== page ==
My recommendation is to go with the southern Indian thali. It’s served on a large banana leaf and is meant to be mixed and eaten with your hands. Don’t be afraid to get messy! Ease your way in with some chicken Nagarjuna. It’s not spicy at first, but it will creep up on you as you eat!
Check out 35 Indian Street Food Dishes You Must Try in Delhi, India
Try mixing a bit of peppery spice called gun powder into your ghee rice. Mix it thoroughly with your fingertips and enjoy! Other highlights of the meal there include the dal with spinach and the palya, a refreshing vegetable dish that contains carrots and chickpeas.
Also try your ghee rice and gun powder with their peanut chutney, which is so flavorful it’s almost like peanut butter, and their light and soupy sambar. You can also try your rice with curd, and don’t forget to try everything with the thin and crispy papadum as well. Order the rice pudding-like payasam for dessert. Trust me, it’s fantastic.
Another hotspot for street food in Bengaluru is VV Puram Food Street, which is located in the Basavanagudi locality. This food street is lined with at least twenty stalls selling a variety of extreme and exceptional foods. This place is a foodie paradise!
I suggest starting off with the thatte idli, a dense rice and lentil cake that is easily two or three times the size of a regular idli. It’s soft and fluffy, with a very mild and almost bland flavor. Combine it with the coconut and tomato chutneys it’s served with and you’ve got a proper flavor explosion that will make your taste buds dance!
Along VV Puram Food Street, you’ll also find my all-time favorite Indian food, pani puri. The variation here is called floating pani puri, and consists of the slightly spicy and loaded puris floating in a plate of jaljeera water. Crunching into these little delights is like heaven in your mouth!
Other treats you must try include fried cauliflower with a tomato-based sauce, the crispy potato twisters, the spicy roasted chili corn, and the doughy and saccharine sweet roti. The nitrogen biscuits, which are doused in liquid nitrogen and make you look like you’re breathing smoke, are also a fun treat. But the main spectacle here is the fire paan.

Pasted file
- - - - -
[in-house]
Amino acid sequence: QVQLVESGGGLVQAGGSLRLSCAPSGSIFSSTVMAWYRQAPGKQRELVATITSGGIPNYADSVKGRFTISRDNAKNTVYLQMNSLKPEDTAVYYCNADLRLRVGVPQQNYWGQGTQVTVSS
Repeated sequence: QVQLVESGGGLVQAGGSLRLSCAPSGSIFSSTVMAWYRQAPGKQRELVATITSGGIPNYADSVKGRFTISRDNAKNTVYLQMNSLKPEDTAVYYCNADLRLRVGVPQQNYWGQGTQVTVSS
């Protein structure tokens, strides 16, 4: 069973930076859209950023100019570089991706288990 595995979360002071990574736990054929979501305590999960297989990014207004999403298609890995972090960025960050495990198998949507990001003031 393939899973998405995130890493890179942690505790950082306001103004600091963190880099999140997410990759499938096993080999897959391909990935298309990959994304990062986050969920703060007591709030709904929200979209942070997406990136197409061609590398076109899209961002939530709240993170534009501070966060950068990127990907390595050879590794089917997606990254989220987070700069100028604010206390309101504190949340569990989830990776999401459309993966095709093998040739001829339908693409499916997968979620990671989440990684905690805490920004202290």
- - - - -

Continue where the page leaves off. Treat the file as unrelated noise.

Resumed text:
Fire paan is a flaming version of the palate cleanser and stimulant called paan. The regular version consists of an areca nut, seeds, dried fruit, and other ingredients that are rolled up in a betel leaf, which you then chew for its benefits. But with fire pan, the mixture is lit on fire and shoved straight into your mouth by the vendor! It may sound scary, but it’s actually more exhilarating than anything.
The fire paan has a minty and smoky flavor and is easily one of the top things to see and do in Bengaluru. It’s a wild experience you will remember for the rest of your life!
History enthusiasts visiting Bengaluru should take the time to explore Bangalore Fort, a former mud fort that is now made of granite and dates back to 1537. The mud fort was built by Kempe Gowda I during the Vijayanagara Empire.
In 1761, Hyder Ali, the sultan and ruler of the Kingdom of Mysore, replaced it with the current stone fort, which played a role in the Third Mysore War. Today, the fort’s Delhi gate and two bastions still remain, and a marble plaque commemorates the spot where the British breached the fort’s wall.
Inside the massive, foot-thick gates is a temple and a little statue of Nandi, a gate-guardian deity usually depicted as a bull. There are also lots of beautiful carvings of different animals around a tiny doorway.
Throughout the fort are massive walls built with giant blocks of stone. Inside, you can also find a beautiful garden. Unlike many other Indian forts, Bangalore Fort is free to visit, so make sure to pay it a visit! It’s easily one of the most amazing things to see and do in Bengaluru.